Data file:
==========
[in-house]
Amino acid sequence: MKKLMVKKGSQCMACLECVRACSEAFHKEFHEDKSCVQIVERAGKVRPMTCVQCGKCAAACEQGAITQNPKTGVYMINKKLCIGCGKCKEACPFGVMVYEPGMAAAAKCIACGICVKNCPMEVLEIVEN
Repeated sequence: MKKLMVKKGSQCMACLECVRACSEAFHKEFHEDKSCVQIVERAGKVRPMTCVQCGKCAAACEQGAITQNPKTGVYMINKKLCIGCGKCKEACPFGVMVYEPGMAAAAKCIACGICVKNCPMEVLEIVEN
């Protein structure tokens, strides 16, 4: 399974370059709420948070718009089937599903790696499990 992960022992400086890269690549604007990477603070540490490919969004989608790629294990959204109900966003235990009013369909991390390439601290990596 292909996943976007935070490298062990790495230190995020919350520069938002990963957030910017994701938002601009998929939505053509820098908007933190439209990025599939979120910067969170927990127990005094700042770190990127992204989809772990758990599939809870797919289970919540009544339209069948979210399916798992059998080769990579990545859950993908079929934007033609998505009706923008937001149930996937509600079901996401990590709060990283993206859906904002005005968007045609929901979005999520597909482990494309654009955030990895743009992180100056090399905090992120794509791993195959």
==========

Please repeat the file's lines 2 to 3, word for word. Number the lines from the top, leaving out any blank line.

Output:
Amino acid sequence: MKKLMVKKGSQCMACLECVRACSEAFHKEFHEDKSCVQIVERAGKVRPMTCVQCGKCAAACEQGAITQNPKTGVYMINKKLCIGCGKCKEACPFGVMVYEPGMAAAAKCIACGICVKNCPMEVLEIVEN
Repeated sequence: MKKLMVKKGSQCMACLECVRACSEAFHKEFHEDKSCVQIVERAGKVRPMTCVQCGKCAAACEQGAITQNPKTGVYMINKKLCIGCGKCKEACPFGVMVYEPGMAAAAKCIACGICVKNCPMEVLEIVEN